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Circumscribed by Consumer Prices

The RBIs monetary management has increasingly been relegated to CPI inflation targeting.

The Reserve Bank of India (RBI) has indulged in one more Pavlovian response to the self-propagated inflationary expectations by increasing the policy (repo) rate for the second time in succession—first from 6% to 6.25% and further to 6.50%—along with similar quarter percentage point increases in the reverse repo rate, the marginal standing facility rate, and the bank rate. The objective is to push up the cost of liquid funds supplied by the RBI to the banks and consequently make bank loans more expensive for the borrowers; potentially to contain retail inflation within the mandated range.

It is indeed disconcerting that in the management of the national economy the two potent instruments of public policies—fiscal and monetary—have been pigeonholed into a narrow groove of the liberal economic framework, barring them from serving the wider objectives of higher growth, more employment opportunities, and diminishing social inequalities. The path of fiscal consolidation has led to inadequate allocation of public funds for social sectors, where India’s progress stands behind many peer countries. The incidence of such a phenomenon has further widened inequalities in the system.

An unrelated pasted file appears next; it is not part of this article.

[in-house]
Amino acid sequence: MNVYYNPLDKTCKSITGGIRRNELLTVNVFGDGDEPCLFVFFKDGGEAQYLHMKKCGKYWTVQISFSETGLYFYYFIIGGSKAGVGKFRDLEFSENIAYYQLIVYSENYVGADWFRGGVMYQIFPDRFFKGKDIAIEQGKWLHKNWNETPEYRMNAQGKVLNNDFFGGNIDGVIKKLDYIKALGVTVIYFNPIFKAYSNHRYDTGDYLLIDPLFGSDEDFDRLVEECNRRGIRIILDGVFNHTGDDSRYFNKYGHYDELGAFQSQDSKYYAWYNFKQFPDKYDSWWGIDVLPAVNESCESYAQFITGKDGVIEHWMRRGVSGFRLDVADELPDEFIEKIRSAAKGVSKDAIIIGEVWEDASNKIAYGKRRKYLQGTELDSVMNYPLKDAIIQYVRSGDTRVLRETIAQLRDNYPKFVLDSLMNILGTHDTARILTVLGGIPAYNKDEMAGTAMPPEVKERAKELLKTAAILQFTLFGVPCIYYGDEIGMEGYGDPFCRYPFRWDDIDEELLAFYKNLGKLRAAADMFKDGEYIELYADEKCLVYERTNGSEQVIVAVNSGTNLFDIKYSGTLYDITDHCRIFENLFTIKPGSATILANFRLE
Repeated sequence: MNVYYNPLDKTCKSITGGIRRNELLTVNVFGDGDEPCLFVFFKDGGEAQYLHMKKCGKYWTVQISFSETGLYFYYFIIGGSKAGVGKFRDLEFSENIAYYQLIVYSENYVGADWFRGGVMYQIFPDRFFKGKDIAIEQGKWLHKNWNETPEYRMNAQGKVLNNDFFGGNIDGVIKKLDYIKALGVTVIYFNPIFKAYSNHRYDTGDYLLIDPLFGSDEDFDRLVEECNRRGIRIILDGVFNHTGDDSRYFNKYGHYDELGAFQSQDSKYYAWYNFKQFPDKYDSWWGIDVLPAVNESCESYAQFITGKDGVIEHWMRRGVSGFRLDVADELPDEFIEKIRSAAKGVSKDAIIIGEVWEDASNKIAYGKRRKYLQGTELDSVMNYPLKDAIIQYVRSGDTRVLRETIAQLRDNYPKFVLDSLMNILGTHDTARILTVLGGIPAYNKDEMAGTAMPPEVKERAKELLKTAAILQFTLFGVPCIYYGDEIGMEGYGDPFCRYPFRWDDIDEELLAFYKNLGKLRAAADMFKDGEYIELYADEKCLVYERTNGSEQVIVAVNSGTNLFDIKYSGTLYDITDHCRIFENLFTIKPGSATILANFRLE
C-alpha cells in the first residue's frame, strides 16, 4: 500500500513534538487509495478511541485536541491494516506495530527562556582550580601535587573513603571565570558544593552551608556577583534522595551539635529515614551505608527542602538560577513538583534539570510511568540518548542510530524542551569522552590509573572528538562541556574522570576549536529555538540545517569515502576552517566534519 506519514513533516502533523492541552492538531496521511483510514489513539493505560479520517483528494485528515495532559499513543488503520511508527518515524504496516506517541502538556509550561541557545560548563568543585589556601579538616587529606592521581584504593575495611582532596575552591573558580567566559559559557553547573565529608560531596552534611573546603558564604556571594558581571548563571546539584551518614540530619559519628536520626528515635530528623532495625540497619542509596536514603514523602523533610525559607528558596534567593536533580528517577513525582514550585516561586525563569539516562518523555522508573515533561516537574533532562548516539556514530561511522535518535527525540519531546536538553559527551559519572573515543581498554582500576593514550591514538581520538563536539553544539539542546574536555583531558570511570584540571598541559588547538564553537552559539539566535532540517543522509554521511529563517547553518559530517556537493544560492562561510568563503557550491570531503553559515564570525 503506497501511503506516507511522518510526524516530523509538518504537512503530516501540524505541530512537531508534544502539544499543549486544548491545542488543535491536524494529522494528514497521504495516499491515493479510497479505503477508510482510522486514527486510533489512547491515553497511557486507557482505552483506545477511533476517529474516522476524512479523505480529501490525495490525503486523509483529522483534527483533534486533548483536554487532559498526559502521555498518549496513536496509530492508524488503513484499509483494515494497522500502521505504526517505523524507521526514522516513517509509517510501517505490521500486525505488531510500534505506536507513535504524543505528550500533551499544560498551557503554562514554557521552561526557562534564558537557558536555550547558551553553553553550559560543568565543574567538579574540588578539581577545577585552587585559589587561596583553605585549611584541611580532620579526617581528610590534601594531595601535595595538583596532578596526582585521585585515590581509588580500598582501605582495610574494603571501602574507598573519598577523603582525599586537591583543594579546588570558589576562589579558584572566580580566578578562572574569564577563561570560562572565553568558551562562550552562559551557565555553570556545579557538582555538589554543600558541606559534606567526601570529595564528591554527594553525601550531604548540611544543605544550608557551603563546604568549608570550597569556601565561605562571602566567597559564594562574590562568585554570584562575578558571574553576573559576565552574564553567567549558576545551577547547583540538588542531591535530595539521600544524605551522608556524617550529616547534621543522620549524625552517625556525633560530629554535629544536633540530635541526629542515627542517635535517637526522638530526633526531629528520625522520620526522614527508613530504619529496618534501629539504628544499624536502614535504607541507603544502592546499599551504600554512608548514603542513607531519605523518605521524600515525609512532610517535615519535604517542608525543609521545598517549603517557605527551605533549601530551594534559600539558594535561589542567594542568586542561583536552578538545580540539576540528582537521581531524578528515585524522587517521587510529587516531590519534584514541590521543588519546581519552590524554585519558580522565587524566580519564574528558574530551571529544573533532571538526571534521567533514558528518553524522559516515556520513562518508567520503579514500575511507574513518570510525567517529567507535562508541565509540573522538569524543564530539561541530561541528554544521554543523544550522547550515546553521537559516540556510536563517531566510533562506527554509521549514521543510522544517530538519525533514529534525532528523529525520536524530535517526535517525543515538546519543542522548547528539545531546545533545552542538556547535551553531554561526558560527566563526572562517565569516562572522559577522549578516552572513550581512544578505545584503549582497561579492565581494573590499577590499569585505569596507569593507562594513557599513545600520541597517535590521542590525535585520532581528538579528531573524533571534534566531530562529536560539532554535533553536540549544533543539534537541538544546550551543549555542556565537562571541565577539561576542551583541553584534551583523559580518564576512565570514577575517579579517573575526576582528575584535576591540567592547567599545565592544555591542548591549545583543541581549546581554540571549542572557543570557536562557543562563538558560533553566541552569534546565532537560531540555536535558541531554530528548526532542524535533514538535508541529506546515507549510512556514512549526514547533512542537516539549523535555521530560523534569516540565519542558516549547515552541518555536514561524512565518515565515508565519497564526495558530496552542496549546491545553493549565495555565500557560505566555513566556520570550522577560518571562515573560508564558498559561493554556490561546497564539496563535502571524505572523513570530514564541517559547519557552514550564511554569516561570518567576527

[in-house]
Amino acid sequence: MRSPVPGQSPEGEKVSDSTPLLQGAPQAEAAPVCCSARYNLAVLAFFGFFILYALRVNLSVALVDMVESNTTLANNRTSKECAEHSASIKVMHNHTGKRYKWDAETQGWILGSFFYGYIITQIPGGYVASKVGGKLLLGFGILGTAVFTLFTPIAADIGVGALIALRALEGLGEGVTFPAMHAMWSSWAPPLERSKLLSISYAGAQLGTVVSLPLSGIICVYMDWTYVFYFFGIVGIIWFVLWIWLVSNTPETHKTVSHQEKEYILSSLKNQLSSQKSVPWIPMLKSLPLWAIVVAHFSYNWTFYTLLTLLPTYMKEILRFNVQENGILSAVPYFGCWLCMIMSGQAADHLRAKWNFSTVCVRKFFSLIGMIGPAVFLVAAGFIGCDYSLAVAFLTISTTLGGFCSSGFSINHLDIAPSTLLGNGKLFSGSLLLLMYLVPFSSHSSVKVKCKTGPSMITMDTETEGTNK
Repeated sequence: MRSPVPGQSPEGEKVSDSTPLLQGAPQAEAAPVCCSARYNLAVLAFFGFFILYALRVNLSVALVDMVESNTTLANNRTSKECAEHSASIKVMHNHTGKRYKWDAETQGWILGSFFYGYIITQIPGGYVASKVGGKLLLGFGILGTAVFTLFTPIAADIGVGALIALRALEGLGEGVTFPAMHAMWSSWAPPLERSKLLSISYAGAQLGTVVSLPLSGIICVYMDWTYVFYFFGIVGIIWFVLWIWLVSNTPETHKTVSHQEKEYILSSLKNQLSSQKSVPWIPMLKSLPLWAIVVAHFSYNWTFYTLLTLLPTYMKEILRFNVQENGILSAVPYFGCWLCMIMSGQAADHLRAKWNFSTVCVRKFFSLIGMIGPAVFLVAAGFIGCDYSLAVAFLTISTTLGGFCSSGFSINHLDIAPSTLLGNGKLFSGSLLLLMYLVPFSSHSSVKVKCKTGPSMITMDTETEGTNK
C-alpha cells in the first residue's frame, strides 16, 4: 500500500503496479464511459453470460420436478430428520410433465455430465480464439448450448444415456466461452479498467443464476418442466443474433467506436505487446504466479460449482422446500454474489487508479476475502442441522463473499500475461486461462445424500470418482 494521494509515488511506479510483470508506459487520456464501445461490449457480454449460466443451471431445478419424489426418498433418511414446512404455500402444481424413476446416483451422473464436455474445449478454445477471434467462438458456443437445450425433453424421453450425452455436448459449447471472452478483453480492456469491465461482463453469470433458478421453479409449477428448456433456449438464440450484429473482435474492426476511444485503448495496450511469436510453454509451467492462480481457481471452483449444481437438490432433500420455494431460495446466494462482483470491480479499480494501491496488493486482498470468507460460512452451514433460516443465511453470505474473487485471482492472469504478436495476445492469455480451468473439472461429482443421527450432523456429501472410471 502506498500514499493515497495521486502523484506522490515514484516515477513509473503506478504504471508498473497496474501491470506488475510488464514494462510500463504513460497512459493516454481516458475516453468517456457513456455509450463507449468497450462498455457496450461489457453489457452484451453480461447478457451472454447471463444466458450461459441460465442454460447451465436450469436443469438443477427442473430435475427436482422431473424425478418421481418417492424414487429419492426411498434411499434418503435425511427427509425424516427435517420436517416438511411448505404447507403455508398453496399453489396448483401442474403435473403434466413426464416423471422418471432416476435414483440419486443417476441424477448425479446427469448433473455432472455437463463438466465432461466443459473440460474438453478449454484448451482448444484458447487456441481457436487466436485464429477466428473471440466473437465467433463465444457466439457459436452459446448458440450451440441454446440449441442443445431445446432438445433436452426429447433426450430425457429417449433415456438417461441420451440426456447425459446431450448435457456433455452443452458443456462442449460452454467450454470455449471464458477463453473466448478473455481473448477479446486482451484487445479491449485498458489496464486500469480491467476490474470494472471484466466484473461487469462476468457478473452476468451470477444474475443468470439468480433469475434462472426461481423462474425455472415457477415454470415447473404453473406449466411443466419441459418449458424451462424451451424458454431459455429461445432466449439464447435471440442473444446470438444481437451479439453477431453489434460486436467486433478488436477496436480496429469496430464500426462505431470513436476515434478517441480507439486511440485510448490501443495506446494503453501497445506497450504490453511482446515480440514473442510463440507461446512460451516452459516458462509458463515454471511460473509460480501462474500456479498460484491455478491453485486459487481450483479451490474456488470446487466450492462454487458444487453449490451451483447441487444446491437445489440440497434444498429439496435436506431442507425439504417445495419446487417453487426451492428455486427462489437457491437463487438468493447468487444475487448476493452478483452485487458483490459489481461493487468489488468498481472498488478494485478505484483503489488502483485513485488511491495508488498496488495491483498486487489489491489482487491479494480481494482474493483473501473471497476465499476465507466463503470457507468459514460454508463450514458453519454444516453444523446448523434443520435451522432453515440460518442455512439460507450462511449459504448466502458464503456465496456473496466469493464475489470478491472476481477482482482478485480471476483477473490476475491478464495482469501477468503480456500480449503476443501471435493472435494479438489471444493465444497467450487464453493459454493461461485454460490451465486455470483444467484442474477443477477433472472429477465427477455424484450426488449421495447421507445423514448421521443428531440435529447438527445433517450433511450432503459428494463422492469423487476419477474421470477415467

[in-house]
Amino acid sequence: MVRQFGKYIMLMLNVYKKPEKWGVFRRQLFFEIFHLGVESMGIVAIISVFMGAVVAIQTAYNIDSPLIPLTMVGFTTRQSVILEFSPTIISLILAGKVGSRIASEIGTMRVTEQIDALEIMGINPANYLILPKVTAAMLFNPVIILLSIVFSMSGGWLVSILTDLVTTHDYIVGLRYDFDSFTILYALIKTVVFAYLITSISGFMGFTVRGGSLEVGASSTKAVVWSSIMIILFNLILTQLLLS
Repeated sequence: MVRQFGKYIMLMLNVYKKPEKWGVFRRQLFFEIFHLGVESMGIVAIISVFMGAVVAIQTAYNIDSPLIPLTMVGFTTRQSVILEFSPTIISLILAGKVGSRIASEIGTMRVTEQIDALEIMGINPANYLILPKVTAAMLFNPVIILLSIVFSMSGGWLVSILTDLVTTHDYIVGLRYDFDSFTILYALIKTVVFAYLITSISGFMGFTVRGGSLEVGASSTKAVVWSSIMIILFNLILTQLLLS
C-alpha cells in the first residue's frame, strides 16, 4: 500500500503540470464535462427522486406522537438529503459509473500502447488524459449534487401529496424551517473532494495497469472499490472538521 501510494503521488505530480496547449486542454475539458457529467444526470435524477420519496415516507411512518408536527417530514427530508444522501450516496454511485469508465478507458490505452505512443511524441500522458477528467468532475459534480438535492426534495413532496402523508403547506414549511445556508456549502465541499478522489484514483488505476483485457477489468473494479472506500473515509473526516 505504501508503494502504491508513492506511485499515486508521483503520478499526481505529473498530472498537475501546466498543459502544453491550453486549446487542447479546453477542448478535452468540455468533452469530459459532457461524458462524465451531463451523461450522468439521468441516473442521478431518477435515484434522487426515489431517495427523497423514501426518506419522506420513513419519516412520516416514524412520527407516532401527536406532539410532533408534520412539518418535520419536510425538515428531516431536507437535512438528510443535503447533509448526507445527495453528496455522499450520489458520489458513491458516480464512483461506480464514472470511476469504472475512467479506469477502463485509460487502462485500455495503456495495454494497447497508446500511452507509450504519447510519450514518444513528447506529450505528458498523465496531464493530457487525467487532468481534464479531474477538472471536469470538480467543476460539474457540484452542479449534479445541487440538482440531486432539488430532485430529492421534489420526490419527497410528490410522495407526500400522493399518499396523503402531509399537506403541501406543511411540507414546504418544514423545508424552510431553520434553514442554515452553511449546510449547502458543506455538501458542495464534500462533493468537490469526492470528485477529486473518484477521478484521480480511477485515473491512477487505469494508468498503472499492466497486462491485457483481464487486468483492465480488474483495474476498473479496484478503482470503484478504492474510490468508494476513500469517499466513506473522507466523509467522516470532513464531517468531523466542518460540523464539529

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Updated On : 28th Aug, 2018

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